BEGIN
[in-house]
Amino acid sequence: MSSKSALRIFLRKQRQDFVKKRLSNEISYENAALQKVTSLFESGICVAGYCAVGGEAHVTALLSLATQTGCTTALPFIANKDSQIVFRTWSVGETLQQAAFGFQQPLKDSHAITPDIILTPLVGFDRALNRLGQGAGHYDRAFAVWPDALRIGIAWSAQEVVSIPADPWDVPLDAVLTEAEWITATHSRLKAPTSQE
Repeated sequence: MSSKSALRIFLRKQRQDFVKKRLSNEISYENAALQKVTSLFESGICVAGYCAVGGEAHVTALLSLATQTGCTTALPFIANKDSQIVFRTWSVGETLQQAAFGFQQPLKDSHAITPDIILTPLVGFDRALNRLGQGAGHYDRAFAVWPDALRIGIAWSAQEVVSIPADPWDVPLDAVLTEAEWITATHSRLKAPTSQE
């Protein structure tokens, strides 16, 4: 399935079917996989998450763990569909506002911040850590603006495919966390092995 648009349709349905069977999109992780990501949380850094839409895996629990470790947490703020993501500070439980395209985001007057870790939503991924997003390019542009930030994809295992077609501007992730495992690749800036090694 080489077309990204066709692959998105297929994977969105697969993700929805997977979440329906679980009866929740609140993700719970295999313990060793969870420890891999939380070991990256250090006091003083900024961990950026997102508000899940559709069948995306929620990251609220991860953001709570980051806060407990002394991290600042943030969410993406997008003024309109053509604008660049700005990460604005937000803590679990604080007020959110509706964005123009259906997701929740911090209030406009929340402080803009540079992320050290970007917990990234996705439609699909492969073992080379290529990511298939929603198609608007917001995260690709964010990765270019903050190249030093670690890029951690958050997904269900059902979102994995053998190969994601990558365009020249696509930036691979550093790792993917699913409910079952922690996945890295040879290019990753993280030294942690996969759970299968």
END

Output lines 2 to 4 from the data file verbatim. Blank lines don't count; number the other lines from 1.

Amino acid sequence: MSSKSALRIFLRKQRQDFVKKRLSNEISYENAALQKVTSLFESGICVAGYCAVGGEAHVTALLSLATQTGCTTALPFIANKDSQIVFRTWSVGETLQQAAFGFQQPLKDSHAITPDIILTPLVGFDRALNRLGQGAGHYDRAFAVWPDALRIGIAWSAQEVVSIPADPWDVPLDAVLTEAEWITATHSRLKAPTSQE
Repeated sequence: MSSKSALRIFLRKQRQDFVKKRLSNEISYENAALQKVTSLFESGICVAGYCAVGGEAHVTALLSLATQTGCTTALPFIANKDSQIVFRTWSVGETLQQAAFGFQQPLKDSHAITPDIILTPLVGFDRALNRLGQGAGHYDRAFAVWPDALRIGIAWSAQEVVSIPADPWDVPLDAVLTEAEWITATHSRLKAPTSQE
């Protein structure tokens, strides 16, 4: 399935079917996989998450763990569909506002911040850590603006495919966390092995 648009349709349905069977999109992780990501949380850094839409895996629990470790947490703020993501500070439980395209985001007057870790939503991924997003390019542009930030994809295992077609501007992730495992690749800036090694 080489077309990204066709692959998105297929994977969105697969993700929805997977979440329906679980009866929740609140993700719970295999313990060793969870420890891999939380070991990256250090006091003083900024961990950026997102508000899940559709069948995306929620990251609220991860953001709570980051806060407990002394991290600042943030969410993406997008003024309109053509604008660049700005990460604005937000803590679990604080007020959110509706964005123009259906997701929740911090209030406009929340402080803009540079992320050290970007917990990234996705439609699909492969073992080379290529990511298939929603198609608007917001995260690709964010990765270019903050190249030093670690890029951690958050997904269900059902979102994995053998190969994601990558365009020249696509930036691979550093790792993917699913409910079952922690996945890295040879290019990753993280030294942690996969759970299968």